In the end, I do wonder what difference it would make if intranational Google and Facebook alternatives were set up, even if people did start using them instead of the multinationals. The Australian government is every bit as intrusive and tyrannical as the US government is, not to mention the EU, and no doubt such alternatives would still be privacy nightmares, regardless of whether it's the FBI/NSA or ASIO/AFP or GCHQ/MI5 who snoops my data - they all share it among themselves anyway (look up Five Eyes if you haven't already.)

Ultimately the only way to approach this is to assume that everything you put on the Internet is visible to anyone who really wants to see it. As the venerable Orwell so aptly put it:

There was of course no way of knowing whether you were being watched at any given moment. How often, or on what system, the Thought Police plugged in on any individual wire was guesswork. It was even conceivable that they watched everybody all the time. But at any rate they could plug in your wire whenever they wanted to. You had to live—did live, from habit that became instinct—in the assumption that every sound you made was overheard, and, except in darkness, every movement scrutinized.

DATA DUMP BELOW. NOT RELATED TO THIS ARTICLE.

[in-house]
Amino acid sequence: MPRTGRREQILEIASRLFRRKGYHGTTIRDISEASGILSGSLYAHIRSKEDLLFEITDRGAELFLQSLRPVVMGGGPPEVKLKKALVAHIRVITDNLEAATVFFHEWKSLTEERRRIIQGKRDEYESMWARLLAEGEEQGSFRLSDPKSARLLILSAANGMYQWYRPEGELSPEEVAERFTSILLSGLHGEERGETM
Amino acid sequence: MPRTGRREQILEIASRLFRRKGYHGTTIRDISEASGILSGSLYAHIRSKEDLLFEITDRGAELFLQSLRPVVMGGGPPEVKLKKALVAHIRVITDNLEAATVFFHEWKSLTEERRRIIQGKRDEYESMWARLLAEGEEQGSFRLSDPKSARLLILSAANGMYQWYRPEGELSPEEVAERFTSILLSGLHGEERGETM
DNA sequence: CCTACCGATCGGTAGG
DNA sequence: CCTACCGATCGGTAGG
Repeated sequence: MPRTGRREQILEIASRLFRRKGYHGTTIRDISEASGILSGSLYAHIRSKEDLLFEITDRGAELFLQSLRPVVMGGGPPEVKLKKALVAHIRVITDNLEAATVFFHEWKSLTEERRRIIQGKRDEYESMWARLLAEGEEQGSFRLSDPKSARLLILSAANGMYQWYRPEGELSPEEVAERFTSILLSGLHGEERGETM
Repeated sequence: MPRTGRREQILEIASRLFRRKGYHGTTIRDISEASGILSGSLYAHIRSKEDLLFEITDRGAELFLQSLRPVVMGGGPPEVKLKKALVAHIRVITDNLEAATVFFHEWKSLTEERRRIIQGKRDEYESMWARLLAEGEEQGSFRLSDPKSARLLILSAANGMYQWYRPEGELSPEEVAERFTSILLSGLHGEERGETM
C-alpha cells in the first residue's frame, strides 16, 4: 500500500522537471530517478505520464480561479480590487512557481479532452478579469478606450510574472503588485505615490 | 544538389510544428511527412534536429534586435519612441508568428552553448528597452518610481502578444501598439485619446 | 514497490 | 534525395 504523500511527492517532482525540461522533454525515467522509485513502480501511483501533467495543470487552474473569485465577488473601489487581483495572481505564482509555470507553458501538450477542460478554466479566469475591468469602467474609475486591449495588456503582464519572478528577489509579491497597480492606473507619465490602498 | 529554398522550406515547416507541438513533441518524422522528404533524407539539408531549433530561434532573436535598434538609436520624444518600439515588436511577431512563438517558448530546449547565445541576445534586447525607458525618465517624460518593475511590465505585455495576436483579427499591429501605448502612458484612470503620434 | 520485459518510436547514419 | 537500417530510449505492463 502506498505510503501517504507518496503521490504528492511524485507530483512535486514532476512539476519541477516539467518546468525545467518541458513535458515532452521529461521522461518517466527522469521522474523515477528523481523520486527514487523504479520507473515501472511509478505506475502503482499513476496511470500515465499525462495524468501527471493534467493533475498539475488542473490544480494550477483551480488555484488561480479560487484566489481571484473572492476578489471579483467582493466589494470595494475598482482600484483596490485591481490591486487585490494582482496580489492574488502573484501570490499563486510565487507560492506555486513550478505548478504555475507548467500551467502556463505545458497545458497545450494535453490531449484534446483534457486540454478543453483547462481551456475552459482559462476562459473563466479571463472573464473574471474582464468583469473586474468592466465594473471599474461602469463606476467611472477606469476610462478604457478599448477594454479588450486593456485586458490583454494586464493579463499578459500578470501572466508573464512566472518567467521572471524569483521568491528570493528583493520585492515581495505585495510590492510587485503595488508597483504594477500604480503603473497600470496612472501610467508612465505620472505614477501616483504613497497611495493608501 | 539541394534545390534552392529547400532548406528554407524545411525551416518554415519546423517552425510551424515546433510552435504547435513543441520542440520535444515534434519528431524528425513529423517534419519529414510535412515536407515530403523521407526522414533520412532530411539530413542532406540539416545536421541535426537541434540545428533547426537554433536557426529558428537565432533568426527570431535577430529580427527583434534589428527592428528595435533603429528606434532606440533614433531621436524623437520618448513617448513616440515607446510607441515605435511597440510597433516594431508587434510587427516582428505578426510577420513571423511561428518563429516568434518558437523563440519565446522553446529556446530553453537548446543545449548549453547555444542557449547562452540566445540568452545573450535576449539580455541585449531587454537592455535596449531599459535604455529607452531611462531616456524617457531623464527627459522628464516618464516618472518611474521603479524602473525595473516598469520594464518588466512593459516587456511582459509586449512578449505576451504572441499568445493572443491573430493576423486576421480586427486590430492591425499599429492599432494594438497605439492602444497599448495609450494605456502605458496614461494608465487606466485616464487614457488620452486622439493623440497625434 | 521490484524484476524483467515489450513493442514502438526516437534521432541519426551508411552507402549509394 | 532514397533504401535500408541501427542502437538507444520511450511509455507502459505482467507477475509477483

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Steven Roper
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The US goverment is slitting its country's own throat

Senator Wyden is right on the ball. It looks to me like the US government is doing everything it possibly can to undermine global trust in American businesses. The EU is already looking to establish EU-controlled alternatives to Silicon Valley giants over data privacy and security issues; other nations are doing likewise, and this is simply going to push them away all the harder.

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'Facebook for drones' Altitude Angel offers 'cloud' air traffic control

Steven Roper
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That's not what I was taught "cloud" meant

Given that what used to be called a “publicly accessible database”, is now called “the Cloud”

I believe "cloud" refers to a network structure, not a database.

ISTR from my college IT course in networking that "cloud" simply referred to an unknown network - that is, any part of a network topology outside of your direct administrative influence, ergo not under your control. Generally that was taken to mean the internet.

For example, if your network existed in multiple physical locations connected by lines not owned or exclusively leased by your organisation, then the links between the locations were shown as passing through an "internet cloud" to indicate that any network traffic through that section was passing through unknown or undefined infrastructure not under your control, therefore not secure. The "cloud" symbol thus illustrated areas where a VPN or SSL was needed to secure data passing though the unknown network.

That's why the symbol was a cloud, to indicate a nebulous, chaotic entity in your network topology to be considered a weakness or vulnerability requiring resolution from a security auditing perspective. The cloud symbolised an issue of data and network control, not public accessibility.

As far as I'm concerned, that's still what the cloud represents.